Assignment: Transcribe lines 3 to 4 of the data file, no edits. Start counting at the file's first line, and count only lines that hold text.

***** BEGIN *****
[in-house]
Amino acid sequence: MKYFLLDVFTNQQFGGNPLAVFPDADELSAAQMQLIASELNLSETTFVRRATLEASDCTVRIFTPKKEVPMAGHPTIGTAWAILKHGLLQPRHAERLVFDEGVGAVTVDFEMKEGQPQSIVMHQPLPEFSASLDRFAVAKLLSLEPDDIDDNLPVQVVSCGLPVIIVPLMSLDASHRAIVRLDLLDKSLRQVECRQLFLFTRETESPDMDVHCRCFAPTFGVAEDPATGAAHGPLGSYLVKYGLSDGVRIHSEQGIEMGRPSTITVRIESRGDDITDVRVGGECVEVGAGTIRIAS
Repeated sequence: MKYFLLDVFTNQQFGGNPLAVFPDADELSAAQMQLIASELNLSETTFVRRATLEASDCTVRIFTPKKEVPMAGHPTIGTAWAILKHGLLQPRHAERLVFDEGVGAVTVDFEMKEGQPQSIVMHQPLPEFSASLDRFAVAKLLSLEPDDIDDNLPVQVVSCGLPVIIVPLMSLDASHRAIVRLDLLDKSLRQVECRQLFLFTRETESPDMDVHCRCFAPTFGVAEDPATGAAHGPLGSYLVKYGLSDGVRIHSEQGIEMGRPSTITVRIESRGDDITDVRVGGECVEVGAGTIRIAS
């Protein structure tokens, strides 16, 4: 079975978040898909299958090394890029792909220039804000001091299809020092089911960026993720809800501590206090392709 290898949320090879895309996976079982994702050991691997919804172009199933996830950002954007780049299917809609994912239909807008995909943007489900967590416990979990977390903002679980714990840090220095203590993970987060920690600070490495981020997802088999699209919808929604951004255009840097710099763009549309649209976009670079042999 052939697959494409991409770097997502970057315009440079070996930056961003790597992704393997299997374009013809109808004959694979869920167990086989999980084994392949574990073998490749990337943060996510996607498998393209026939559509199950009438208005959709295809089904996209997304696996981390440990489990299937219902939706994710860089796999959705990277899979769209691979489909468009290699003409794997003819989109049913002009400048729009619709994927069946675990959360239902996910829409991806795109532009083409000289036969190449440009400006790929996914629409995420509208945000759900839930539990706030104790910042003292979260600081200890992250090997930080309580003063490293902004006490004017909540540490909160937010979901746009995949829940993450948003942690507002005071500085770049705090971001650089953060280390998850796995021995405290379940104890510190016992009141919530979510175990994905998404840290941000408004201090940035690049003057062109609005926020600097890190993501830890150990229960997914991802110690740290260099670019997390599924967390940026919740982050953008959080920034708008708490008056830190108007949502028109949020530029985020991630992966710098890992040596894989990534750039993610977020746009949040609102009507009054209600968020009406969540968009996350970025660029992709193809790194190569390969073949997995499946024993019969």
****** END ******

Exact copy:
Repeated sequence: MKYFLLDVFTNQQFGGNPLAVFPDADELSAAQMQLIASELNLSETTFVRRATLEASDCTVRIFTPKKEVPMAGHPTIGTAWAILKHGLLQPRHAERLVFDEGVGAVTVDFEMKEGQPQSIVMHQPLPEFSASLDRFAVAKLLSLEPDDIDDNLPVQVVSCGLPVIIVPLMSLDASHRAIVRLDLLDKSLRQVECRQLFLFTRETESPDMDVHCRCFAPTFGVAEDPATGAAHGPLGSYLVKYGLSDGVRIHSEQGIEMGRPSTITVRIESRGDDITDVRVGGECVEVGAGTIRIAS
């Protein structure tokens, strides 16, 4: 079975978040898909299958090394890029792909220039804000001091299809020092089911960026993720809800501590206090392709 290898949320090879895309996976079982994702050991691997919804172009199933996830950002954007780049299917809609994912239909807008995909943007489900967590416990979990977390903002679980714990840090220095203590993970987060920690600070490495981020997802088999699209919808929604951004255009840097710099763009549309649209976009670079042999 052939697959494409991409770097997502970057315009440079070996930056961003790597992704393997299997374009013809109808004959694979869920167990086989999980084994392949574990073998490749990337943060996510996607498998393209026939559509199950009438208005959709295809089904996209997304696996981390440990489990299937219902939706994710860089796999959705990277899979769209691979489909468009290699003409794997003819989109049913002009400048729009619709994927069946675990959360239902996910829409991806795109532009083409000289036969190449440009400006790929996914629409995420509208945000759900839930539990706030104790910042003292979260600081200890992250090997930080309580003063490293902004006490004017909540540490909160937010979901746009995949829940993450948003942690507002005071500085770049705090971001650089953060280390998850796995021995405290379940104890510190016992009141919530979510175990994905998404840290941000408004201090940035690049003057062109609005926020600097890190993501830890150990229960997914991802110690740290260099670019997390599924967390940026919740982050953008959080920034708008708490008056830190108007949502028109949020530029985020991630992966710098890992040596894989990534750039993610977020746009949040609102009507009054209600968020009406969540968009996350970025660029992709193809790194190569390969073949997995499946024993019969």